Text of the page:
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As a child, the idea of attending university was something that didn’t cross Larry Hedges’ mind. Growing up in rural California in a relatively poor family, the only exposure he had to university was through his mother, who worked on the campus of California State University Fresno as a dishwasher in the dorms. The family didn’t know anyone that had attended university, and it was difficult for him to picture himself in that world. Education would end up changing his life.

In high school, Larry was recognized as a star in mathematics and encouraged to pursue a university education. Luckily, the state of California had a program for just these situations, and Larry was awarded a Regents Scholarship to attend the University of California, San Diego. He continued to excel at mathematics and had the opportunity to pursue an advanced degree in mathematics. Instead, he chose to specialize in statistics.

It was Larry’s interest in education that ultimately influenced his decision to attend Stanford University and pursue his Masters in Statistics. At the time, the world of education research was not well-respected because it lacked standards that could be applied across all research efforts. There were lots of research studies out there but as Larry put it, “They didn’t add up to anything. Part of the reason they didn’t add up to anything was that the ways in which researchers were trying to take stock of and synthesize the research that had been done was problematic in various ways.”

Combining Data Led to New Discoveries

Larry began his career working on methods to make sense of the diverse and contradictory research in education. His expertise in statistics, research, and education enabled him to create a methodology to help better prove the outcomes of disparate research studies through an approach termed meta-analysis. What seems like such a common-sense approach, the examination of data from several independent studies of the same subject, to determine overall trends, was unheard of previously—and truly changed the way education research, and research in general, are conducted.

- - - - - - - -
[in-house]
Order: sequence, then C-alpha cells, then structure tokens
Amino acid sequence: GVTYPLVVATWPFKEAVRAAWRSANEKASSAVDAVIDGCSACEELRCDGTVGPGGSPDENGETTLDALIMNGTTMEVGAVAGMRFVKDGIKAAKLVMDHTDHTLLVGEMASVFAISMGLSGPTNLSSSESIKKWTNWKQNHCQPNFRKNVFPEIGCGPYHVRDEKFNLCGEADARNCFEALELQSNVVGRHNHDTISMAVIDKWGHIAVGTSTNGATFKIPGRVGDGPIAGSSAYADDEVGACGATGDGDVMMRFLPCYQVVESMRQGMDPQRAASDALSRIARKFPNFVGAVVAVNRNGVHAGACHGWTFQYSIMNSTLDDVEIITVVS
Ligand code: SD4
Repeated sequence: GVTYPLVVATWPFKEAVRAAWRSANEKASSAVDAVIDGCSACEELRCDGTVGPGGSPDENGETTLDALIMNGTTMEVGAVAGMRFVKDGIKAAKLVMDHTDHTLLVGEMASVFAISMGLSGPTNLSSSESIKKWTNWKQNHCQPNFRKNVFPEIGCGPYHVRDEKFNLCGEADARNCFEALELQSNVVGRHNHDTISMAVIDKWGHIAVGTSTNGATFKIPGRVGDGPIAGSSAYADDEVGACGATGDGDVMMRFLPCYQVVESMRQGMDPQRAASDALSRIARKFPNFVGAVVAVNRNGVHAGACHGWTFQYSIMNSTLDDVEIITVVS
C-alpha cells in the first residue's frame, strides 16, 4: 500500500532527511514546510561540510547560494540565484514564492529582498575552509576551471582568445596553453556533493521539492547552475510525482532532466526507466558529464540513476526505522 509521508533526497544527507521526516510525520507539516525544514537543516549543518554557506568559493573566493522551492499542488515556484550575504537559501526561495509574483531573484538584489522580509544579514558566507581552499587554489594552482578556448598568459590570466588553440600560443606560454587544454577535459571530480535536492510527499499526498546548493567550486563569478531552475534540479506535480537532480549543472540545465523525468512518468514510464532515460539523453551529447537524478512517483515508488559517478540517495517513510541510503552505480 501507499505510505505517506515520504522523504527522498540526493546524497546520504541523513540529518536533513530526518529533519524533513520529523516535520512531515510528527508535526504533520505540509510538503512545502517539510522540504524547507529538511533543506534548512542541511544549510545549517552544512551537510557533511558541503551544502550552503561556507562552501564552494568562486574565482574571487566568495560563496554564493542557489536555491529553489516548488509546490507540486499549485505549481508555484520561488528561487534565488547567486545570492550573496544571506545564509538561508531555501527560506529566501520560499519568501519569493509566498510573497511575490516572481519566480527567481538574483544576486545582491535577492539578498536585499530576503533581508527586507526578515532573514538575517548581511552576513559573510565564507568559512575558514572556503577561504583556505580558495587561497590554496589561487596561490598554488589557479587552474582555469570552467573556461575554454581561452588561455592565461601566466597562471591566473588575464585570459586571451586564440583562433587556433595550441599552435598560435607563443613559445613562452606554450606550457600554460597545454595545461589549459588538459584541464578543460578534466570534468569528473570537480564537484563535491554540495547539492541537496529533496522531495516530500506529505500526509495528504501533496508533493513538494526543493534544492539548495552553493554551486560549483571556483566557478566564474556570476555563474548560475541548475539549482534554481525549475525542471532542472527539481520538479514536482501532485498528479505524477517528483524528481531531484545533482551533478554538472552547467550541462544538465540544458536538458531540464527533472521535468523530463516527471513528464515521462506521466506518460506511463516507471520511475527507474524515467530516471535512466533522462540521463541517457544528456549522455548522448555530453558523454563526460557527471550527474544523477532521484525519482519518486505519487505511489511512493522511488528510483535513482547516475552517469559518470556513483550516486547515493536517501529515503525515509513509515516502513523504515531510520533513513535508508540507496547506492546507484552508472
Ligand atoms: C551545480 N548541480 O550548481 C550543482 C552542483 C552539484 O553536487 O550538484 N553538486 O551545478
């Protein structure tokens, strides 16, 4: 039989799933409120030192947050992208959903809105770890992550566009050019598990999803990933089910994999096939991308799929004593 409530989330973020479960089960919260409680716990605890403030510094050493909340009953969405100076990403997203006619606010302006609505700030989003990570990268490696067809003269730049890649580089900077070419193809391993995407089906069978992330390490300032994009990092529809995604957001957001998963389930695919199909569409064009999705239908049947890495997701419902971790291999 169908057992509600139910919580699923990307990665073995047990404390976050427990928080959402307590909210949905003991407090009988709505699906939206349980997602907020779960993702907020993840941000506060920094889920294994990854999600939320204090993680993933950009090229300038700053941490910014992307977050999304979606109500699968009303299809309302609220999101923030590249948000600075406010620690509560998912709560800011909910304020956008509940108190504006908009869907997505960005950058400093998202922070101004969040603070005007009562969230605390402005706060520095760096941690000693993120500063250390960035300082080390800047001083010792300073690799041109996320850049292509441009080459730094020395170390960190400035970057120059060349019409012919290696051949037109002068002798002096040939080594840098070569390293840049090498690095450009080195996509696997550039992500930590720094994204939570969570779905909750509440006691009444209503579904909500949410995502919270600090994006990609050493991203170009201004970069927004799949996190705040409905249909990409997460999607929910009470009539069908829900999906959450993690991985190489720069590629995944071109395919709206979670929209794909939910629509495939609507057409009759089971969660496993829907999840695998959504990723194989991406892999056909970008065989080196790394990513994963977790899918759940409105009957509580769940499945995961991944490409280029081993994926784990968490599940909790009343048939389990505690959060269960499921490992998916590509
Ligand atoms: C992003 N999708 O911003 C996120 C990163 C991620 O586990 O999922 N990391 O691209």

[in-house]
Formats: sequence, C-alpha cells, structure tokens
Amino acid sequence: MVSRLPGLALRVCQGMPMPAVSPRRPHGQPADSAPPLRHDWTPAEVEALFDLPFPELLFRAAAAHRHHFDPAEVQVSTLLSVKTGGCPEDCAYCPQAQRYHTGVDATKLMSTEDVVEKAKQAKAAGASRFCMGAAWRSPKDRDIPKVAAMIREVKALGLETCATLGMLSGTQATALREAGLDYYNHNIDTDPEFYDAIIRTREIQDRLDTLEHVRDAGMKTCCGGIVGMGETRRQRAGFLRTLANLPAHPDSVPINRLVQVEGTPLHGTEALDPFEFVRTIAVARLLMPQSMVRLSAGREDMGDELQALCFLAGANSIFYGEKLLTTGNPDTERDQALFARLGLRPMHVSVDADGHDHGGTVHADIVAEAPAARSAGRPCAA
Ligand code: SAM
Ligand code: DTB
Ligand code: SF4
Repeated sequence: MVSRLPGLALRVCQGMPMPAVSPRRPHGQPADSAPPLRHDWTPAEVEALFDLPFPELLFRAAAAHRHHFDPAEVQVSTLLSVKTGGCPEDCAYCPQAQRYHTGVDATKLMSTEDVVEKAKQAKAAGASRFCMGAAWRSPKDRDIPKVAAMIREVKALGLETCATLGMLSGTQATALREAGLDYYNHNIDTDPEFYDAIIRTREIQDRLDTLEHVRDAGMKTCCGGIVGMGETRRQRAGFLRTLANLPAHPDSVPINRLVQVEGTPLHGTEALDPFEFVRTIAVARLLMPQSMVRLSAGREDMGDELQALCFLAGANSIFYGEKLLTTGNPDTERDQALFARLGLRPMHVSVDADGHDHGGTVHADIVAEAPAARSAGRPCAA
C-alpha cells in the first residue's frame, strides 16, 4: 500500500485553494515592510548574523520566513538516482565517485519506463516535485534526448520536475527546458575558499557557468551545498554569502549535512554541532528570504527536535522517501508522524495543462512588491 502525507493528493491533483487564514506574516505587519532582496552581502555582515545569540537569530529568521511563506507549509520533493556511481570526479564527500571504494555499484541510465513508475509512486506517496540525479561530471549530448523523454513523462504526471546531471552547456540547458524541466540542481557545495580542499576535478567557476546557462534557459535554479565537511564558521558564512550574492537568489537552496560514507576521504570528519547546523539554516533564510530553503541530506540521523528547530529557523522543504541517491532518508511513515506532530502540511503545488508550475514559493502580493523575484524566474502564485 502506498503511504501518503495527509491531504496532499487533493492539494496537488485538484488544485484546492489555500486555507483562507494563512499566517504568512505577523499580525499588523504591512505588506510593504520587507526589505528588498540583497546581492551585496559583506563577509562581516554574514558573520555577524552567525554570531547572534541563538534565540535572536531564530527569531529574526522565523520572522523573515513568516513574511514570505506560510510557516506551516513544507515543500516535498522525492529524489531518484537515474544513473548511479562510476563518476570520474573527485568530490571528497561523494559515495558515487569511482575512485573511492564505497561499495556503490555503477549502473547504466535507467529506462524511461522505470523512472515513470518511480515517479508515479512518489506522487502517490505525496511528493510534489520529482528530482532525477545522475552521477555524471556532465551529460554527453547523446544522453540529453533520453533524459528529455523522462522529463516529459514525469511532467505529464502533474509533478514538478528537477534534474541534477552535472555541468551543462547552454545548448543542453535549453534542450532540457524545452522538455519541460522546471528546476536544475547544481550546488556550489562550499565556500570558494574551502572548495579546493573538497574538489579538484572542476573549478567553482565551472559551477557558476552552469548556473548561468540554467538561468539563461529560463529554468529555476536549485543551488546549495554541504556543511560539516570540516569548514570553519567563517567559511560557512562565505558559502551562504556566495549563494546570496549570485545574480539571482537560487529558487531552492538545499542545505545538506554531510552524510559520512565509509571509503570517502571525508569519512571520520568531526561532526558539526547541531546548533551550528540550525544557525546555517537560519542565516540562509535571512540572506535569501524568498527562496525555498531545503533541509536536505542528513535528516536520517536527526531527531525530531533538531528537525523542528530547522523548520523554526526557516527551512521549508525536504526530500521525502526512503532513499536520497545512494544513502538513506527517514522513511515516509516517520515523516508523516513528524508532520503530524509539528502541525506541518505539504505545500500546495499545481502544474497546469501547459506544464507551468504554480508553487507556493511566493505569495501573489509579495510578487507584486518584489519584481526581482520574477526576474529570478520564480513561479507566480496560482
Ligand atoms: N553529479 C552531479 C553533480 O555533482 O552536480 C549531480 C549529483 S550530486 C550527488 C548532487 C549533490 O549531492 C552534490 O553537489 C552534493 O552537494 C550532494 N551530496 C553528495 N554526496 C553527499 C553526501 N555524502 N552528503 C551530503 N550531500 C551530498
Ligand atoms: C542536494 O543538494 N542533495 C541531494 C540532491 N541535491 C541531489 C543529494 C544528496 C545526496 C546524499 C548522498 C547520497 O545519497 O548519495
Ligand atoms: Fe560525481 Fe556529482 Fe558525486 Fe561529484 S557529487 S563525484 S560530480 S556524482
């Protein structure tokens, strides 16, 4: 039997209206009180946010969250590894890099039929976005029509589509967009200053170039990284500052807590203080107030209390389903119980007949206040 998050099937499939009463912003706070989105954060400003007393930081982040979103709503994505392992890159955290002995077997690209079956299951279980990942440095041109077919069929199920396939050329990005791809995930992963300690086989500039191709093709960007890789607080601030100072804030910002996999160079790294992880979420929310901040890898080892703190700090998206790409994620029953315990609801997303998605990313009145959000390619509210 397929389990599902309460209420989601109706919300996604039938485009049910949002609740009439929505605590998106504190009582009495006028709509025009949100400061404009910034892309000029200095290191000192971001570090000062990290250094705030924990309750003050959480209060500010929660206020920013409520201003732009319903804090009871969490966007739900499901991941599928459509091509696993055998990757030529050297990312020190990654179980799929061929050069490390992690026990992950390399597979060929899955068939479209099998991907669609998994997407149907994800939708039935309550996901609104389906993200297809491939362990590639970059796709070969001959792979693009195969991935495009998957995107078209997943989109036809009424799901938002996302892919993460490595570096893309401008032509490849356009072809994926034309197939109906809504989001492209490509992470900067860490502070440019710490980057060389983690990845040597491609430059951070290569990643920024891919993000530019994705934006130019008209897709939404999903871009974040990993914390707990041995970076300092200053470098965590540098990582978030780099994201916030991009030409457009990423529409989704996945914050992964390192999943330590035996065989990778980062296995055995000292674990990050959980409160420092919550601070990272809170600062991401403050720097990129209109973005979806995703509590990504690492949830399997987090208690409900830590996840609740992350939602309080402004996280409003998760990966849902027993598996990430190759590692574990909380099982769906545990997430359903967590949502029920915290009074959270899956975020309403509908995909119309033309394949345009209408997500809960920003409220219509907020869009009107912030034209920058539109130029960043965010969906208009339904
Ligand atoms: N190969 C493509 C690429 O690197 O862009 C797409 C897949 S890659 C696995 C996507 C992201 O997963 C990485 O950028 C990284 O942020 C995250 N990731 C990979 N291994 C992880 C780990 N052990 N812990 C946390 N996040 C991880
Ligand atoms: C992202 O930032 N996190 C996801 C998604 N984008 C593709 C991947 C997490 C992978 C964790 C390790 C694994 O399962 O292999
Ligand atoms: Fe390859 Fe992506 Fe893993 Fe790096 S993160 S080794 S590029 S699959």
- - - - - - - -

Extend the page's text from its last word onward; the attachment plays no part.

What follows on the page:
Larry’s work helped to change the trajectory of education research conducted around the world. According to Larry, “Knowledge now is more cumulative—but it has also exposed things we don’t know and the challenge of doing better research to answer the questions we need to answer to make education fulfill its promise of changing lives all over the world, not just for a few of us but for every student. Meta-analysis is helping to improve the quality and kinds of research being done.”

It is Larry’s work in meta-analysis that has given rise to evidence-based education policy through better use of research. His work in educational policy allows policymakers, educators and the public to see the evidence for “what works” in the field of education and makes it possible to take a scientific approach to improving education for future generations. Today, Larry is Chairman of the Department of Statistics at Northwestern University, and is an elected member of the National Academy of Education, among many other well-earned recognitions.

Yidan Prize for Education Research Laureate 2018

On December 9, 2018 in Hong Kong, Professor Larry Hedges was awarded the Yidan Prize for Education Research. Founded by Dr. Charles Chen Yidan in 2016, the Yidan Prize recognizes individuals whose work makes a profound contribution to education research with the aim of creating a better world through education. Through a series of initiatives, the Yidan Prize serves to establish a platform that allows the global community to engage in conversations around education and to play a role in education philanthropy. Each Yidan Prize laureate receives a gold medal and roughly $3.9 million in award funds. Professor Hedges plans to continue helping to improve the quality and kind of education research that’s being done, supporting its distribution and use to policymakers, education personnel, and parents with the help of the Yidan Prize.

Professor Larry Hedges is just one example of how the power of education can truly change the trajectory of one’s life.

For more information on the Yidan Prize, please visit